Close up areas of ryegrass dominated grassland (at least 50% of the sward) from grazing and cutting in the summer and throughout the following winter to allow ryegrass plants to seed.
These areas provide seed food for farmland birds and other wildlife through the winter. Seeding ryegrass offers an alternative to ‘arable options’ that provide winter seed food (e.g. cereal stubbles or wild bird seed mixes).
Seeded ryegrass is highly attractive to yellowhammers and reed buntings. It is likely to also benefit other seed-eating birds, such as corn buntings, skylarks and gamebirds.
Seeded ryegrass plots continue to provide seed into March, when alternative sources have often run out.
Gamebirds, hares and other species also benefit from the cover provided.
With the right management in spring, there is the potential for dislodged ryegrass seed to germinate in the spring and regenerate a productive ryegrass dominated sward.
- This management needs to be targeted at grassland with high ryegrass content (50% minimum): this can be perennial, Italian or hybrid ryegrass. Other grasses will not be suitable. It is particularly appropriate on short-term grass leys due to be cultivated in the spring, e.g. for sowing a spring crop or reseeding.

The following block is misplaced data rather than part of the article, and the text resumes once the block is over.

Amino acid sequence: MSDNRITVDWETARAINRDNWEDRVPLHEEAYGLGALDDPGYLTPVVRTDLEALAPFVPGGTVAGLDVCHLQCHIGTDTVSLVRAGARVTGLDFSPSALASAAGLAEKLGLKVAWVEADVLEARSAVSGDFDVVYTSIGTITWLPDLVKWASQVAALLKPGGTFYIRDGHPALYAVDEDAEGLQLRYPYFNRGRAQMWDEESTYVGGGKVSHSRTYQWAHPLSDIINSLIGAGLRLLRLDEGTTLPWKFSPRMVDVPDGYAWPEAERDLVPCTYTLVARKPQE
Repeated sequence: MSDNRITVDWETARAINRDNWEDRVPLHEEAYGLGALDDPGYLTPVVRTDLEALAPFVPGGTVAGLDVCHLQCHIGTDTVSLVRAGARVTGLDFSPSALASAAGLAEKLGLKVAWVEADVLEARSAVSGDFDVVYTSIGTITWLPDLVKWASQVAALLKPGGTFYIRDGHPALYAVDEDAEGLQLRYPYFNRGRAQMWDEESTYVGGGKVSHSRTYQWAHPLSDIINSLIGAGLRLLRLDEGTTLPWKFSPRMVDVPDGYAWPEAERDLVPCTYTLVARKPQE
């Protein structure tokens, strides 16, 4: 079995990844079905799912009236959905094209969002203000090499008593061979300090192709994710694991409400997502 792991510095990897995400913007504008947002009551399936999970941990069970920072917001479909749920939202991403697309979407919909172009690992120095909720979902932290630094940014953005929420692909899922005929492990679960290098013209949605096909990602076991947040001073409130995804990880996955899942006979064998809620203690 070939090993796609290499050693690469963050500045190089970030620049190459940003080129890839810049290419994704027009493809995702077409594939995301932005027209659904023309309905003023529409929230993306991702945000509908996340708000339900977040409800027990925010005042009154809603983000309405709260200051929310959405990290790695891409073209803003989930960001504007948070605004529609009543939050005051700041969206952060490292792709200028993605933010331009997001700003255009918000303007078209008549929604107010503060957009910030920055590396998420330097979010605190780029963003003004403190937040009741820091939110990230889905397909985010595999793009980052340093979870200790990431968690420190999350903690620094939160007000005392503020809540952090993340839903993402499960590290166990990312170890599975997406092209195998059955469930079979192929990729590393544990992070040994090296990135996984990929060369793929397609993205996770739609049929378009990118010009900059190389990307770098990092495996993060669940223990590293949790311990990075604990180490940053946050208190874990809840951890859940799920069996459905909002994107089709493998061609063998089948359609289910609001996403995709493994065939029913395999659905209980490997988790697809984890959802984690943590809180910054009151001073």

- Ryegrass management would normally be rotated around different areas of the farm with suitable ryegrass leys.
- For ryegrass to produce a large seed crop that will attract birds, there will be a need to forgo cutting or grazing from mid-summer. For perennial ryegrass, cutting/grazing needs to cease by the end of May. As Italian and hybrid ryegrass go to seed more quickly, cutting/grazing can continue until the end of June to ensure sufficient seed production.
- Plots can be created on a whole or part-field basis. Seed densities will be lower in the outer 5m of fields, so if strips are being created at the field edge, they should be at least 10m wide and situated away from busy roads.
- It is important to avoid disturbing the plots once they have gone to seed, so avoid moving animals or machinery through them, as this will dislodge seeds.
- Leave until at least the 1st of March - even after cutting, some seed may still be available to birds, and they may continue to use the plots through March and April when seed supplies are low.
- Bring back into agricultural production through spring cultivation or removing the ‘thatch’ of vegetation.